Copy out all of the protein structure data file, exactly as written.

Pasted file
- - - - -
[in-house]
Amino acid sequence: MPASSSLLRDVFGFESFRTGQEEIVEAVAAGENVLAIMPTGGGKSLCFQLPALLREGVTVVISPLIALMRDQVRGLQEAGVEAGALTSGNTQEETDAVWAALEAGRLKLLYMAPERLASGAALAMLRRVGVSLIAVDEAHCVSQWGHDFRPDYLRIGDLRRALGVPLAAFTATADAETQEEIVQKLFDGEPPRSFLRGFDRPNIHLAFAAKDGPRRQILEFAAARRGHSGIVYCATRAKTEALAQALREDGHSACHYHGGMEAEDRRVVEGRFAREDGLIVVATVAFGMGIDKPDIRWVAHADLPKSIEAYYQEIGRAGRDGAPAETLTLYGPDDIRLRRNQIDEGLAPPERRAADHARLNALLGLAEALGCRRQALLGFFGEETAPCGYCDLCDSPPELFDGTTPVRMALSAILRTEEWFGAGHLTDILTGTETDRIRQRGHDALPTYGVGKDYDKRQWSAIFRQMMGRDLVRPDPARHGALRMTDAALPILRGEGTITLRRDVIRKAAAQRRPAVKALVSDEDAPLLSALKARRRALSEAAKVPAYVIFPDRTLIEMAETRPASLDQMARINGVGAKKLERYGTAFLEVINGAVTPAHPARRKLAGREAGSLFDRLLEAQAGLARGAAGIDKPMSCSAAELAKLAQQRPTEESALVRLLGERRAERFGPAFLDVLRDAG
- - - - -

[in-house]
Amino acid sequence: MPASSSLLRDVFGFESFRTGQEEIVEAVAAGENVLAIMPTGGGKSLCFQLPALLREGVTVVISPLIALMRDQVRGLQEAGVEAGALTSGNTQEETDAVWAALEAGRLKLLYMAPERLASGAALAMLRRVGVSLIAVDEAHCVSQWGHDFRPDYLRIGDLRRALGVPLAAFTATADAETQEEIVQKLFDGEPPRSFLRGFDRPNIHLAFAAKDGPRRQILEFAAARRGHSGIVYCATRAKTEALAQALREDGHSACHYHGGMEAEDRRVVEGRFAREDGLIVVATVAFGMGIDKPDIRWVAHADLPKSIEAYYQEIGRAGRDGAPAETLTLYGPDDIRLRRNQIDEGLAPPERRAADHARLNALLGLAEALGCRRQALLGFFGEETAPCGYCDLCDSPPELFDGTTPVRMALSAILRTEEWFGAGHLTDILTGTETDRIRQRGHDALPTYGVGKDYDKRQWSAIFRQMMGRDLVRPDPARHGALRMTDAALPILRGEGTITLRRDVIRKAAAQRRPAVKALVSDEDAPLLSALKARRRALSEAAKVPAYVIFPDRTLIEMAETRPASLDQMARINGVGAKKLERYGTAFLEVINGAVTPAHPARRKLAGREAGSLFDRLLEAQAGLARGAAGIDKPMSCSAAELAKLAQQRPTEESALVRLLGERRAERFGPAFLDVLRDAG